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Inability to pay fare shouldn’t be a crime

Inside of subway car.

Inside of subway car. Photo Credit: Diana Colapietro

Are you reading this on your subway ride to work this morning? Maybe you’re lucky enough to have gotten a seat but you’re scrunched up with your folded newspaper right up to your face. If you’re like me, you’re defiantly leaning against the subway door with the paper spread out.

How much did you pay to crowd into your (always late) commute today? Was it $2.75 (not to mention the $1 MetroCard fee) or are you shelling out for a 30-day unlimited pass that costs more than $116 a month — about $1,400 a year?

For many New Yorkers, getting a train or bus ride home, to work or to school is becoming increasingly unaffordable. Fares have doubled from $1.50 in 1995 to $3 for a single-ride ticket today. Have you felt like you had to jump a turnstile or sneak in through an open emergency door? A lot of us have, it seems, as the NYPD reported more than 29,000 arrests on the charge of fare evasion in 2015 alone. The NYPD has since said it’s de-emphasizing arrests in lieu of summons, which makes no sense. People who can’t make the $2.75 probably can’t pay a $50 fine, either.

Last month, the Riders Alliance and the Community Service Society released a report and launched the “Fair Fares” campaign to draw attention to transportation affordability. The report highlighted the growing burden that transit access has on low-income New Yorkers. The working poor are the most dependent on public transportation, but 1 in every 4 can’t afford to use it. The solution, the advocates say, is to expand reduced-fare MetroCards for about 800,000 low-income people.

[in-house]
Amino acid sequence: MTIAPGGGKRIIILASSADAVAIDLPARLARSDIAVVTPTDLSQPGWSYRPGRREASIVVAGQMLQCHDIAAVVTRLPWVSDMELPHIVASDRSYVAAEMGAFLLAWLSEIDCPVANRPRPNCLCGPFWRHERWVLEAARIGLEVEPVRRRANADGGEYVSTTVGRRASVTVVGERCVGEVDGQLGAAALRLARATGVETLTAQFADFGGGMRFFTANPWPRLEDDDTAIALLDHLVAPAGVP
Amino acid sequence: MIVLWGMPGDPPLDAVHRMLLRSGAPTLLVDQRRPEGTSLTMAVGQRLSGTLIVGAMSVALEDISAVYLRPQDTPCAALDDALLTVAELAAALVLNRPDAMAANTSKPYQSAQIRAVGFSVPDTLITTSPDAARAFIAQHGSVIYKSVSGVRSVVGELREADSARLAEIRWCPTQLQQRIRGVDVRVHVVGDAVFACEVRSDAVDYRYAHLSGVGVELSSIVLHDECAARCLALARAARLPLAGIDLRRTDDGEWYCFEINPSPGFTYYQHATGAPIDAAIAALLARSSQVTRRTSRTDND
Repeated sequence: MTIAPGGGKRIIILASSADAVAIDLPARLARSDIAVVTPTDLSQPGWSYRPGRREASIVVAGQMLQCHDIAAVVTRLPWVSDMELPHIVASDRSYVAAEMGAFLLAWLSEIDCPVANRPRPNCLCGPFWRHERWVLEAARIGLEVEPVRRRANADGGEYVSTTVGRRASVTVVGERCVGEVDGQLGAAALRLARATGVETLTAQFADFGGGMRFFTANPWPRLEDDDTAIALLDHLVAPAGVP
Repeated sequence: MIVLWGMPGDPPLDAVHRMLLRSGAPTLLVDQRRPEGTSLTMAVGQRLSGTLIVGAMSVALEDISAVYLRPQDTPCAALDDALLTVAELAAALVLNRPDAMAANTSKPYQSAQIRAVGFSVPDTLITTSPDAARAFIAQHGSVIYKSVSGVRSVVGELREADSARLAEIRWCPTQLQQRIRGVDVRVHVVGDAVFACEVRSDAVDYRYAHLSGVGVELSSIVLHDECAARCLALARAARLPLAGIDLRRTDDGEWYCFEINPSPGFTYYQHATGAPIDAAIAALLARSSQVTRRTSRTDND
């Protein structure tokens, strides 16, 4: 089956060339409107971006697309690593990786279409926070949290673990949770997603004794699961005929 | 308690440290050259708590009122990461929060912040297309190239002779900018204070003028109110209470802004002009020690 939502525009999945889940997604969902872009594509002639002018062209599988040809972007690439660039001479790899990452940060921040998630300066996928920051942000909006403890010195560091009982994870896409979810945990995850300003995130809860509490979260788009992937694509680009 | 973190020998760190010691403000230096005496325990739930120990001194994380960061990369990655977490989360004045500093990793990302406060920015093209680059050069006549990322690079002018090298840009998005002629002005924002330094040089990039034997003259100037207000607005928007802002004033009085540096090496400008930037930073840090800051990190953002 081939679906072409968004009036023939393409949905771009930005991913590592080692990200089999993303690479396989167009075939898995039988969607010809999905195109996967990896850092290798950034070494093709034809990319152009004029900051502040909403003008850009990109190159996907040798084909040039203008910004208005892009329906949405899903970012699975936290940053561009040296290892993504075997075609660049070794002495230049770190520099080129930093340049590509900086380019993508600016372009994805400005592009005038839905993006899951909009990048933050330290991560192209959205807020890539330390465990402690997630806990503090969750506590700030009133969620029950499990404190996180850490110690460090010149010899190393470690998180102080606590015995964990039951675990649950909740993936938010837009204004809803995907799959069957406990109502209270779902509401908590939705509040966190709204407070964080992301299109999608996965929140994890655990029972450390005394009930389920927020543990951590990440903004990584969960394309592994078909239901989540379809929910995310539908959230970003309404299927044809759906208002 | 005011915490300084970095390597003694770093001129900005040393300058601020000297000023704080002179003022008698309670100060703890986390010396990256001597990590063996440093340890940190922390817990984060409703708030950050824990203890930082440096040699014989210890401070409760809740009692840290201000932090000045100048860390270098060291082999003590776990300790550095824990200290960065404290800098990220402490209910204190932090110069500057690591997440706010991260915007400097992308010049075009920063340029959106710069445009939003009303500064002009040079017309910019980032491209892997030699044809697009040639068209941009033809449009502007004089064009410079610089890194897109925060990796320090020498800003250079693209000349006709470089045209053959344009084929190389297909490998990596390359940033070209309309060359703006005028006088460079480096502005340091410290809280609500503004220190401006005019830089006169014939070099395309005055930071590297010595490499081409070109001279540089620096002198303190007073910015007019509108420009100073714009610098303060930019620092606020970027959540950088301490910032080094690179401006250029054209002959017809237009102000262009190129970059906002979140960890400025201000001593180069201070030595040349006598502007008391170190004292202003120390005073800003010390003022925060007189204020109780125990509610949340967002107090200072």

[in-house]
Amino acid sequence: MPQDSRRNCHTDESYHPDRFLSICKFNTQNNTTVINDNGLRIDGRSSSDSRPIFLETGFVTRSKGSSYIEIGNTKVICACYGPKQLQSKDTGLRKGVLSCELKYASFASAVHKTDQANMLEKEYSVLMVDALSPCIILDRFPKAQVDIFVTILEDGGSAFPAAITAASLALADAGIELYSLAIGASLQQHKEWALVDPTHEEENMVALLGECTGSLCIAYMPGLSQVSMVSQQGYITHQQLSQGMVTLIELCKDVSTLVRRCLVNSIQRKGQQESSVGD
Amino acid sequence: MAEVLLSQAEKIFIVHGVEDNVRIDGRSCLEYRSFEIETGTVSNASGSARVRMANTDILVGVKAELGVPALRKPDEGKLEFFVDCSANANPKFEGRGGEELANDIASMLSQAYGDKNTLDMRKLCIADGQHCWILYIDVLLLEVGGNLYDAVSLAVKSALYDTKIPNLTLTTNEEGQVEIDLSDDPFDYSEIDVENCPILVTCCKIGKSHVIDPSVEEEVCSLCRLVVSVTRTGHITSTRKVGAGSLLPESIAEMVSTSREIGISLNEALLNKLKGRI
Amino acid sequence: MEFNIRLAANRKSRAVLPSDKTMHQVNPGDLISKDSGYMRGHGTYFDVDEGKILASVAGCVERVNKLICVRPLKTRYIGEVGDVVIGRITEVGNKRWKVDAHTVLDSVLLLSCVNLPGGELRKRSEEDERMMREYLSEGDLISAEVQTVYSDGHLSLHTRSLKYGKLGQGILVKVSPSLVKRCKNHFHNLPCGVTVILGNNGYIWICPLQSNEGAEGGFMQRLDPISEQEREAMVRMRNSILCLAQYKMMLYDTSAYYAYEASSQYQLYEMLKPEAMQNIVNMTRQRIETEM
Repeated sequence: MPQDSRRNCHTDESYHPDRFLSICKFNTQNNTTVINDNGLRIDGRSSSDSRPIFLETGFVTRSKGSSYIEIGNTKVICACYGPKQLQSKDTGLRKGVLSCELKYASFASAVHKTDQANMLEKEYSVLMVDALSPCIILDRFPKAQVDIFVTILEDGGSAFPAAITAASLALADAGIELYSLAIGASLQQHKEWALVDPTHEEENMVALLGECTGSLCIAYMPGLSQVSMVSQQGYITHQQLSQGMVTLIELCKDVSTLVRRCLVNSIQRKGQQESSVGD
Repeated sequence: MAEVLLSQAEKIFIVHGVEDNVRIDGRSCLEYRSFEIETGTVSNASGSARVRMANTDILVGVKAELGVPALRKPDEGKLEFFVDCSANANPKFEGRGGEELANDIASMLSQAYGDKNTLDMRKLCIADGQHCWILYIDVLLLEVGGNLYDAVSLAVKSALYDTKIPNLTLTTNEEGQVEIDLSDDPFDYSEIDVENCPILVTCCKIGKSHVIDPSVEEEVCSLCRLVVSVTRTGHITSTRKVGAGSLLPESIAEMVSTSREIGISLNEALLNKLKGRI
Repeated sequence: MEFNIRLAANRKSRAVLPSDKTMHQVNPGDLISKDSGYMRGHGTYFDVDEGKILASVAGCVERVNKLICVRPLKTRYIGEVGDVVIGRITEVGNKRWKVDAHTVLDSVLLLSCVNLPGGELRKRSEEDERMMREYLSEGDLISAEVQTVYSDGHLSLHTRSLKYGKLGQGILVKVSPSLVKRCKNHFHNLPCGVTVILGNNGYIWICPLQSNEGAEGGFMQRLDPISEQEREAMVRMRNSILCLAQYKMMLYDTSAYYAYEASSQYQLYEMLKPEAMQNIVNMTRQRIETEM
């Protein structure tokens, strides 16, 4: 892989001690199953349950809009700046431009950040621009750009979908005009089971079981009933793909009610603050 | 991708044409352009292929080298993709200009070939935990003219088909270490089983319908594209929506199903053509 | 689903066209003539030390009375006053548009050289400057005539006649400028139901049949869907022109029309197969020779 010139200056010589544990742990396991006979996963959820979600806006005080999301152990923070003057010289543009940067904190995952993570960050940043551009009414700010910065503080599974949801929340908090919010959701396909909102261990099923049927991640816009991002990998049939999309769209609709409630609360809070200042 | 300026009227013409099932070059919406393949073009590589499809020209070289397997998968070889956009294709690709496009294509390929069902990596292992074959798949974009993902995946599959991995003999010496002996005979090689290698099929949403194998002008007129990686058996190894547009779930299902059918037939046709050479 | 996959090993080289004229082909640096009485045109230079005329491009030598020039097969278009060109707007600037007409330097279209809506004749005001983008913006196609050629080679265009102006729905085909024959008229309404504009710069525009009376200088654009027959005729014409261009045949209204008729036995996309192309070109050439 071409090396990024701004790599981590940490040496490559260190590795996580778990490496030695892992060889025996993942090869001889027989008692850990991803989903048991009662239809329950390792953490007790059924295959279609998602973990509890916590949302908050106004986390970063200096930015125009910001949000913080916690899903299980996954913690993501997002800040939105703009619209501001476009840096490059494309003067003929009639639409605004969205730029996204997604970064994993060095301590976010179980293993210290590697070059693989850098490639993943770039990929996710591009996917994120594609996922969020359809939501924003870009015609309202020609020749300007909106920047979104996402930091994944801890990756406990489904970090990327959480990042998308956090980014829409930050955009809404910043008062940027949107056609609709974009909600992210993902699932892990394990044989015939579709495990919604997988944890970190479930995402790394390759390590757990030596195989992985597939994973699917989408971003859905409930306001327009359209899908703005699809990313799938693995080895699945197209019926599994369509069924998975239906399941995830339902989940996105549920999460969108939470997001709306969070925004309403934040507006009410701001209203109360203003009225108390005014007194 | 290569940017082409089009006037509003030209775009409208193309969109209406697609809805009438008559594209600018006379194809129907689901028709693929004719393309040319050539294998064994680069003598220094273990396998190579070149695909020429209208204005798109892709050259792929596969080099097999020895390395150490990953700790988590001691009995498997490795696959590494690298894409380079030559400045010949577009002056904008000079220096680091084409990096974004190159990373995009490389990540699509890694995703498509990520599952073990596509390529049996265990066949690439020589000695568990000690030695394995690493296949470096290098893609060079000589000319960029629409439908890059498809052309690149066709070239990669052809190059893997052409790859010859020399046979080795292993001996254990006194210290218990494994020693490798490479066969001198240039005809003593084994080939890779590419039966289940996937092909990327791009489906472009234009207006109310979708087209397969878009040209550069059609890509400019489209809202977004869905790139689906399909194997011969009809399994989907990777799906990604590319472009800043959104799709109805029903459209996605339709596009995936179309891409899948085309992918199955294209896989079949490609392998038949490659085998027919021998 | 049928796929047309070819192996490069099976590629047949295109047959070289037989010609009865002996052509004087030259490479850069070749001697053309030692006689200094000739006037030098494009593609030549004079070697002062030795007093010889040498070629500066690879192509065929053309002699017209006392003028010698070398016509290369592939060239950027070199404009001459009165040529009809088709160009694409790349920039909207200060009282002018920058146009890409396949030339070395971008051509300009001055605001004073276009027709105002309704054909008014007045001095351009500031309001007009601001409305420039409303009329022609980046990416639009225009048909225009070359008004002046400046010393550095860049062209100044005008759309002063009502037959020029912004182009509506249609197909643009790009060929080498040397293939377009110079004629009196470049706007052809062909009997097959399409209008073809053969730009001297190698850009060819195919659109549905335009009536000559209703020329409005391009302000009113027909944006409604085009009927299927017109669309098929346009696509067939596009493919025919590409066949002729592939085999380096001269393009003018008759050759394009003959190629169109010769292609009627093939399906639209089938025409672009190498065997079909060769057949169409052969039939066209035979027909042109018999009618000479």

Not being able to afford a MetroCard isn’t a crime and shouldn’t be treated as one. Three fare-beating arrests in a calendar year could land you a year in jail. Not answering a summons could lead to an arrest warrant. That’s the pointless police crusade that turns cops into hall monitors, hiding around subway stations (mostly in poor communities of color), waiting to jump out and catch a poor person not paying the fare or simply asking for a swipe.

There’s no clearer sign that what we have in NYC is a poverty problem — not a crime problem. Let’s hope city and state officials figure that out soon.

Josmar Trujillo is a trainer, writer and activist with the Coalition to End Broken Windows.


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